Wet dreams

Alone Like a Rolling Stone

I've been lying in the bay of Hakahetau on Ua Pou for two days. Not a soul here. The waves crash into the rocks and foamily jump back into the sea. The beach, which consists of stones the size of ostrich eggs, creates a background noise that at least inspires respect. The waves that break there move the stones back and forth, rumbling. Especially in the evening hours, when I'm sitting alone in the cockpit, and it gets dark, the white edge of the wave glows, reflected by the moonlight. The black beach forms a symbiosis with the night and can only be distinguished by the spray. Alone, the impressions offered by nature are even more intense. I think to myself and review the week.

Beach of Ua Pou, Marquesas

Gaby arrived in Germany a few days ago and underwent an eye operation. Everything has gone well so far. In the meantime, I've been preparing to leave Nuku Hiva and get a little closer to Papeete. It's only 26 miles, but still. The anchor chain was full of fouling again and had to be cleaned for over two hours. But this time I had help from SY Tuvalu. Together, we used the root brush and toothbrush to remove the stubborn creatures from the chain. The next day it was the hull's turn. Armed with a spatula, I jumped into the water and scraped off the coating. This works quite well with Coppercoat as an antifouling. In the corner of my eye, I see the tail fin of something bigger. I leave the water in a hurry to check the peacefulness of the individual from a safe distance. It is a tuna about 1.5 meters in size, accompanied by two smaller ones. Attracted by the fuselage coating that falls to the bottom as it is scraped off, they try to get a piece of the feast. In the end, there are seven of these magnificent specimens, which keep coming towards me from the open water at great speed and then turn off just before the hull. After three hours, both hulls are cleaned, and I'm curious to see how much of a speed boost this will give me tomorrow. However, nothing comes of it the following day because the wind has completely died. The crew of the Tuvalu picks me up with the dinghy in the evening, and we spend another nice evening in the pizzeria. A welcome distraction, as Gaby is on her way to hospital at the time and is due to have an operation. The two Styrians make every effort to distract me, which they do brilliantly. But the next day I actually set off. I pull up the anchor and even though there's not too much wind at the moment, I'm confident that there will be more to come. At the exit of the bay, the dinghy from SY Kobel catches up with me and wishes me a good trip. The wind does indeed freshen to ten knots outside the bay, and the Katinka picks up speed. 

Lonely anchorage on Ua Pou, Marquesas

We reach up to five knots, which is a significant gain in speed compared to the last time. The cleaning of the hull has therefore paid off. The wind dies down around midday, only to pick up again two hours later. I pick up speed again and am soon accompanied by dolphins. They play with the bow of the Katinka for half an hour and then are gone again as quickly as they came. So I'm back to being alone like a rolling stone, thinking of Gaby and hoping that everything went well. Tears well up in my eyes, you just get a bit stupid with age. That's the downside: when you sit so close together, as we do most of the time, you just miss something.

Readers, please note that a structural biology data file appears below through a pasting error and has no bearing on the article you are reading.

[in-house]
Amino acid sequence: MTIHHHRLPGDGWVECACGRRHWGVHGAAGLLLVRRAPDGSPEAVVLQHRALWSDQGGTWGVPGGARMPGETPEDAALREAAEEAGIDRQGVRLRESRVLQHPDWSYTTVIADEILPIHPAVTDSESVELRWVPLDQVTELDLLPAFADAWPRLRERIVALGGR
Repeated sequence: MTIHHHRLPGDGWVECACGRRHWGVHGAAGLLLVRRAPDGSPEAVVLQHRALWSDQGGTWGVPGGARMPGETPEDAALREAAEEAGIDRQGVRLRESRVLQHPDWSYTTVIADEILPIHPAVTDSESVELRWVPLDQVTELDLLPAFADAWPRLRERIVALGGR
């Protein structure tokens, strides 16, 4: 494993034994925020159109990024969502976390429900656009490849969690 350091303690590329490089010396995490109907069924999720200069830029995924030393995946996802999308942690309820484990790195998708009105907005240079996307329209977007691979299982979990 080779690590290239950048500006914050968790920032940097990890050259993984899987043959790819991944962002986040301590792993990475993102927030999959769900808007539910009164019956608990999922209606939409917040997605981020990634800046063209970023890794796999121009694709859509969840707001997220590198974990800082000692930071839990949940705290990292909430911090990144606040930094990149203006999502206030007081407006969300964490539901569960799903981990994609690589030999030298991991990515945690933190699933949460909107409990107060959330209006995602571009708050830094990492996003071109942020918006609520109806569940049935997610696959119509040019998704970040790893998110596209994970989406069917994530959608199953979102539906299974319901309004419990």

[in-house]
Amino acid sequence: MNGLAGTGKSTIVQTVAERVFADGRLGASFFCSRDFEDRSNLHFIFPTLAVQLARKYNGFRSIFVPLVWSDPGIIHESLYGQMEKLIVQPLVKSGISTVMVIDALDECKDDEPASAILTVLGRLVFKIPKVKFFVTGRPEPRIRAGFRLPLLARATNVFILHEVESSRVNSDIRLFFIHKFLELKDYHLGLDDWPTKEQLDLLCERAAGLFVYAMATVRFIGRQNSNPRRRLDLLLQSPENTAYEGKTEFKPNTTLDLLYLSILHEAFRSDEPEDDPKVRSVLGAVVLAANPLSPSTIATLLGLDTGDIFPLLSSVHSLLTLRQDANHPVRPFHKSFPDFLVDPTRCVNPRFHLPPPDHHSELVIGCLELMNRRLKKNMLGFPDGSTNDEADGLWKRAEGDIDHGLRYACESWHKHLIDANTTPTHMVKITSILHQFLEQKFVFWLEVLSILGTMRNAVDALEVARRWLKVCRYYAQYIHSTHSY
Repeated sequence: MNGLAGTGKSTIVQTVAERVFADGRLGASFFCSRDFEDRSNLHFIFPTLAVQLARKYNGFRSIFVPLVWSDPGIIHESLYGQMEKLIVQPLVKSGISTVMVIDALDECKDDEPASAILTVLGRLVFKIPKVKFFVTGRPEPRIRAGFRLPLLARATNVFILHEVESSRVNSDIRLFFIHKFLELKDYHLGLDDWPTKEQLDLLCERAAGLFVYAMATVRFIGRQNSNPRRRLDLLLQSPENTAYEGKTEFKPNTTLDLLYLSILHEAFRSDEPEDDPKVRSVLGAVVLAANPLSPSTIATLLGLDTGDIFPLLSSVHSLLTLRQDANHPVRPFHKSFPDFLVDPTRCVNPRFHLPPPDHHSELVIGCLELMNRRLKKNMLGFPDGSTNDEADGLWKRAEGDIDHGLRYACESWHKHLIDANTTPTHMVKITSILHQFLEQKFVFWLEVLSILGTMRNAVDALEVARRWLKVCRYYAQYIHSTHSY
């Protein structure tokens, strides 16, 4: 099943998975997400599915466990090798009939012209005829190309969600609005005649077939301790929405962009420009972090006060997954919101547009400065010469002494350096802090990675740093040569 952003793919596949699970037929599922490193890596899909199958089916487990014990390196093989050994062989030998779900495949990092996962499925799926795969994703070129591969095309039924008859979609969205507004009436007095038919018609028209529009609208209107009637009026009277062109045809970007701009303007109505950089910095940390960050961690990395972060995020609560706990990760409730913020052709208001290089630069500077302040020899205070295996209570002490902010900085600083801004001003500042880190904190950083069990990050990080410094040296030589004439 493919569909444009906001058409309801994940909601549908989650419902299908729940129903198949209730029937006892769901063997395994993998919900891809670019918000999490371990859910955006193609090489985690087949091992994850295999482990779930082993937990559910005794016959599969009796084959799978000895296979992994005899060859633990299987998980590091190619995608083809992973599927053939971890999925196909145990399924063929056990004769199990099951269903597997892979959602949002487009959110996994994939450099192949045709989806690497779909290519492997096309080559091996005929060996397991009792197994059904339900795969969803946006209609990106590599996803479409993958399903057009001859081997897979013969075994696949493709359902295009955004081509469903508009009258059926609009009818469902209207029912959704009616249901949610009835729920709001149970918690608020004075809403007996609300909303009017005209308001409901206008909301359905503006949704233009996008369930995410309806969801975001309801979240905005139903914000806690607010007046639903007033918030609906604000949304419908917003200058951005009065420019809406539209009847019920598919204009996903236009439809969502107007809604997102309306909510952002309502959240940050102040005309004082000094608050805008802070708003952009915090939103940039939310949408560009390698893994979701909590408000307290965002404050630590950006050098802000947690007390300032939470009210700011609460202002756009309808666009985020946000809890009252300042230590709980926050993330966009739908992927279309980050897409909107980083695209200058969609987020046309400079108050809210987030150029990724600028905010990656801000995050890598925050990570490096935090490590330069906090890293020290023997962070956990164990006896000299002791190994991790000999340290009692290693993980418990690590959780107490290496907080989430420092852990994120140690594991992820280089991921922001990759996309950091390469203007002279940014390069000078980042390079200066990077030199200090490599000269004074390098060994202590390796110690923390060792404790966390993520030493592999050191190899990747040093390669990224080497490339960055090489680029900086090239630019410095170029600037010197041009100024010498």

Impressive mountain world on Ua Pou, Marquesas

But I don't have any more time to think about it now, because I've come within a nautical mile of the coast of Ua Pous. Now it's time to hoist the sails and enter the bay. Of course, 15 knots are now blowing around the corner and I have to get into the wind to haul in the genoa, as there is too much pressure on it. I can take the main down straight away. I motor the last stretch and drop the anchor in the sand at nine meters. Furthermore, I'm the only one in the bay. The last time I was here with Gaby, there were four of us. And once again I'm alone like a rolling stone. A minestrone and the news from Germany that everything went well lifts my spirits. Tomorrow I'm going to clean the inlet of the water maker, as it doesn't get enough water.

While cooking

Shortly after breakfast, the water around 100 meters away from me starts to foam. A few fins become visible, the rest of the body remains underwater. As dolphins are mammals and need air to breathe, at least one of these bodies should surface after a while, which is not the case. So it must have been sharks, which makes me postpone my plan to clean the inlet of the water maker. I'd rather ask a few locals what's swimming around in their bay first. Maybe a boat will come into the bay in the next few days, then I won't be not alone like a rolling stone. With this in mind, always fair winds and keep a stiff upper lip.

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